While many in the world of religion see science as the enemy and many in the field of science see religion as incompatible with science, there are others who live in the tension of both, scientists who are theologians and who embrace both sides.

Theodicy, the problem of pain and suffering, and the silence of God are also addressed by Done. He doesn’t throw trite answers at any of the questions he poses. He also doesn’t give packaged responses that fail to address what is at the heart of these questions and issues. If I could describe the approach in one way, it would be embracing the tension of the in between. So, if you are seeking a beautiful resolution like a thirty minute sitcom, you should probably go somewhere else.

As Done moves into the third and final section, one of the most memorable recommendations that he makes to the reader is to, “do the hard work to put yourself in a place where the truth can find you.” He recommends seeking out community because it is in community that we are shaped, formed, and that we learn. Rather than seeing community as a provider of resources to be consumed, we should see it as a family to invest in. Even as we look at Scripture, Done says, we should see it as active participation in the unfolding of a story that tells us we are all in this together. The community of the church is the place where broken people should discover that they are not alone.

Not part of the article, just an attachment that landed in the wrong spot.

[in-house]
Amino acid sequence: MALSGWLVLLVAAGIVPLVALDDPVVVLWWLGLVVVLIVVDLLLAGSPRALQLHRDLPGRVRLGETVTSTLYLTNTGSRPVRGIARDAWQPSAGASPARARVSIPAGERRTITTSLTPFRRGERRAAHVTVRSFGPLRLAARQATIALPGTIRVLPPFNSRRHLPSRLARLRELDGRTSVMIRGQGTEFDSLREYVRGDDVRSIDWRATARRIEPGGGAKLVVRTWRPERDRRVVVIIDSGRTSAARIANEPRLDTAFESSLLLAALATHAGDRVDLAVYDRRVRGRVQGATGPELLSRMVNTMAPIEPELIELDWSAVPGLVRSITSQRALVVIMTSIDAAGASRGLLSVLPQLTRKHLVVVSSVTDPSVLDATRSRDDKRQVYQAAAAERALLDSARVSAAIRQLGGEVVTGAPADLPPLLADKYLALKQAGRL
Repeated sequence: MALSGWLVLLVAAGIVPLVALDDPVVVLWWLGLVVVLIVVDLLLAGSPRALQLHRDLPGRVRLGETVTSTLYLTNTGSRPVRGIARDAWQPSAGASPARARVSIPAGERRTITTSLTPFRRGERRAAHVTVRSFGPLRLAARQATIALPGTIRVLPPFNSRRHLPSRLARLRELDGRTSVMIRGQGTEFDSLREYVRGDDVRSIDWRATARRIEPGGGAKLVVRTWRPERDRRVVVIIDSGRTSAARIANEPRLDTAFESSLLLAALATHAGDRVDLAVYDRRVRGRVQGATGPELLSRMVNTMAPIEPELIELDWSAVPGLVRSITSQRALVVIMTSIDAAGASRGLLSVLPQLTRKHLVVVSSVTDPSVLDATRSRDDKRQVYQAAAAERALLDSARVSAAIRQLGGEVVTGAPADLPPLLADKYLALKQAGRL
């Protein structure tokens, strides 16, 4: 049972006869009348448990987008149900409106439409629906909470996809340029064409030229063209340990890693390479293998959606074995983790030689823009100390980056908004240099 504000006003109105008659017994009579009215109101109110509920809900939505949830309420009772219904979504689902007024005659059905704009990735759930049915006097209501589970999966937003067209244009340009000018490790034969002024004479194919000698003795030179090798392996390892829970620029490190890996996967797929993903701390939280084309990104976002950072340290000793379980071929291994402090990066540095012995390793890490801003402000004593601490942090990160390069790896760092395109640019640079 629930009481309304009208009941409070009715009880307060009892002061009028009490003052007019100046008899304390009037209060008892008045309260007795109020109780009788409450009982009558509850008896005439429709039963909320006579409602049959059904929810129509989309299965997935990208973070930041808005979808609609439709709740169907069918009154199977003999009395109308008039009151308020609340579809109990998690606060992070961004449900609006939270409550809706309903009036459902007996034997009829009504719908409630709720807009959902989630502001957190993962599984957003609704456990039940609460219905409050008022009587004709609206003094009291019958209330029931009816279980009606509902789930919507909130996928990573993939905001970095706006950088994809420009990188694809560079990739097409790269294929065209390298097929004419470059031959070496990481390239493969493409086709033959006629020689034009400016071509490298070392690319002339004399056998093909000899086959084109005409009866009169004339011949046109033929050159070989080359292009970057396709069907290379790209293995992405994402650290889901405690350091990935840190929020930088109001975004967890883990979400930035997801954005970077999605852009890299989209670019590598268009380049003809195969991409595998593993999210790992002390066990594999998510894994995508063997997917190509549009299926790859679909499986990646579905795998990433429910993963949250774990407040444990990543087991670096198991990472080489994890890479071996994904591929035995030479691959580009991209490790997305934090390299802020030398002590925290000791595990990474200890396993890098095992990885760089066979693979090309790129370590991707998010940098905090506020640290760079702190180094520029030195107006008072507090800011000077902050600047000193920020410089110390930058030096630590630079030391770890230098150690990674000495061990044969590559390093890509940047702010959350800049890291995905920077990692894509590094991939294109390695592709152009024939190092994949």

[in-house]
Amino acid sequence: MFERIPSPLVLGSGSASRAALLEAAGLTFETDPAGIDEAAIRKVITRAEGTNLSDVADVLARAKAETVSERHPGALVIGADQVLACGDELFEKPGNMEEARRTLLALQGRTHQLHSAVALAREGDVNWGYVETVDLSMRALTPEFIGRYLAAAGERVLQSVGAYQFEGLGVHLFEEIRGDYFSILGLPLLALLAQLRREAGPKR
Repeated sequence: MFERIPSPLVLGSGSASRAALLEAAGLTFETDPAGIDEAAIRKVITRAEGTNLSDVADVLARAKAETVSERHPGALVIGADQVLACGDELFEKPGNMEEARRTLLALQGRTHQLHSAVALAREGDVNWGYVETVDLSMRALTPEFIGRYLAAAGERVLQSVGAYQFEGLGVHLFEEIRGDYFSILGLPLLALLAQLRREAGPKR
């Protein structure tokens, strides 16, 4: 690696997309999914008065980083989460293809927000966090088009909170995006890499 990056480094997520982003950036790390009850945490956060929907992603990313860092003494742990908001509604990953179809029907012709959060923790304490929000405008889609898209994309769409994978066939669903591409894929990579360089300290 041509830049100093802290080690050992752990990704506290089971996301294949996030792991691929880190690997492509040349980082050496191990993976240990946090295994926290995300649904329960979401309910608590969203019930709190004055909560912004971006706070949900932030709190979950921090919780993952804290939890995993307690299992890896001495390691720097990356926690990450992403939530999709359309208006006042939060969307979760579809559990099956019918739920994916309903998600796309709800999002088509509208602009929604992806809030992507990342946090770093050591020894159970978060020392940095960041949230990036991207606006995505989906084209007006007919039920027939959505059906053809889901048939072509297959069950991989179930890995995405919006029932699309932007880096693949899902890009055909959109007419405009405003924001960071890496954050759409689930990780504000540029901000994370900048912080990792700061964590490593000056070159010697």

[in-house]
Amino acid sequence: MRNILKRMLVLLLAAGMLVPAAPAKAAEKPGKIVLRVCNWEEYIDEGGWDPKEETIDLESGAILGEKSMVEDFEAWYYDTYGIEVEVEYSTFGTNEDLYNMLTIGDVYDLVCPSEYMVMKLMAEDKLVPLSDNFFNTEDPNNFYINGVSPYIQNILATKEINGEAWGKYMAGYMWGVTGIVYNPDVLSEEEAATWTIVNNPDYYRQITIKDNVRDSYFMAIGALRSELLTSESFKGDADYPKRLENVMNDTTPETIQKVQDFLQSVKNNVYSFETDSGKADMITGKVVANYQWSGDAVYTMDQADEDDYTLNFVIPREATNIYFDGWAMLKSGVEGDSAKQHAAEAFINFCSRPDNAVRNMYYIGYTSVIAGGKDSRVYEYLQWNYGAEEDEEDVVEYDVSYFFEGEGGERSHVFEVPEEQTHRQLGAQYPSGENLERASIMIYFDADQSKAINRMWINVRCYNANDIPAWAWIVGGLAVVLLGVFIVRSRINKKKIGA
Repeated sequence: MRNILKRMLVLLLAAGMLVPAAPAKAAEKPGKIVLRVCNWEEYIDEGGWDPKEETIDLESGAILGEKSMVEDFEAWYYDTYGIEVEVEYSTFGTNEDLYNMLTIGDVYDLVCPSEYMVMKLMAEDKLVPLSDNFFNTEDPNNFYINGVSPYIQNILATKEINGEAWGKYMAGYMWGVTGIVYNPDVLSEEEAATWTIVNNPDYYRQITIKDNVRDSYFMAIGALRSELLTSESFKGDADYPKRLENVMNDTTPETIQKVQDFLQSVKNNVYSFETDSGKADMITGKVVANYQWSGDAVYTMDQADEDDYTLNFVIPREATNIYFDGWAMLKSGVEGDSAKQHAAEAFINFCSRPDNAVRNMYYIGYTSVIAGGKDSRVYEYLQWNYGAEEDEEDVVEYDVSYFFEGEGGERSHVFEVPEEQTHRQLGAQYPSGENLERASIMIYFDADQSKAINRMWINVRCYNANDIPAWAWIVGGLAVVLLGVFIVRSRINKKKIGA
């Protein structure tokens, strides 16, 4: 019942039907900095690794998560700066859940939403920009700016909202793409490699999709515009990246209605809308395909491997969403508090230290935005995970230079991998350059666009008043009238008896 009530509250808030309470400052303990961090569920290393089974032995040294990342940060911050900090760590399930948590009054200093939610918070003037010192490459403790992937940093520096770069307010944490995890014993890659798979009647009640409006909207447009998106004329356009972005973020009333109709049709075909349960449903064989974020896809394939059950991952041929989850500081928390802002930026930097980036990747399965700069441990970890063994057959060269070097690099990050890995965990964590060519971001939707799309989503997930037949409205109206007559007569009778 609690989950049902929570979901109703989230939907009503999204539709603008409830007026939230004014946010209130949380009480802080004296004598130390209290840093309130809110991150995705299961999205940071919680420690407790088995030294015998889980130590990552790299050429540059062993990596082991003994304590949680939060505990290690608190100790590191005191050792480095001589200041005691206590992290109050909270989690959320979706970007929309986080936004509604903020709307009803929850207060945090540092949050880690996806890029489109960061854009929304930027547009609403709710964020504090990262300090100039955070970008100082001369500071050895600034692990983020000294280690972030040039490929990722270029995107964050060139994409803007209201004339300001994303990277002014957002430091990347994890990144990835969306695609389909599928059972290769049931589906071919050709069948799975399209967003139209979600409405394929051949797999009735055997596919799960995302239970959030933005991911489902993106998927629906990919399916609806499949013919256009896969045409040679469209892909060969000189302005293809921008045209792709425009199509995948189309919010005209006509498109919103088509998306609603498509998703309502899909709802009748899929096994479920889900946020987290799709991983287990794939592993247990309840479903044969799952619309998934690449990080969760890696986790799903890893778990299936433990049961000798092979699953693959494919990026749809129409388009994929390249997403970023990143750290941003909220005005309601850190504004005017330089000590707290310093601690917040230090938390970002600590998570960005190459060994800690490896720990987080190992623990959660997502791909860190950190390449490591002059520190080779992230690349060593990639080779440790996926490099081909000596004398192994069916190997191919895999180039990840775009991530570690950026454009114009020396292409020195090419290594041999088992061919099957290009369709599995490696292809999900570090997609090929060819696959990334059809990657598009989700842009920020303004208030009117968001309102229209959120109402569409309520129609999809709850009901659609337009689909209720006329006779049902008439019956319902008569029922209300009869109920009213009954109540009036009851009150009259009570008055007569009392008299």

Done does a great job of encouraging his readers to embrace doubt with purpose and intent. While some doubt dogmatically challenging anyone to prove those doubts false, Done recommends an approach that seeks to learn and understand, not completely, but adequately.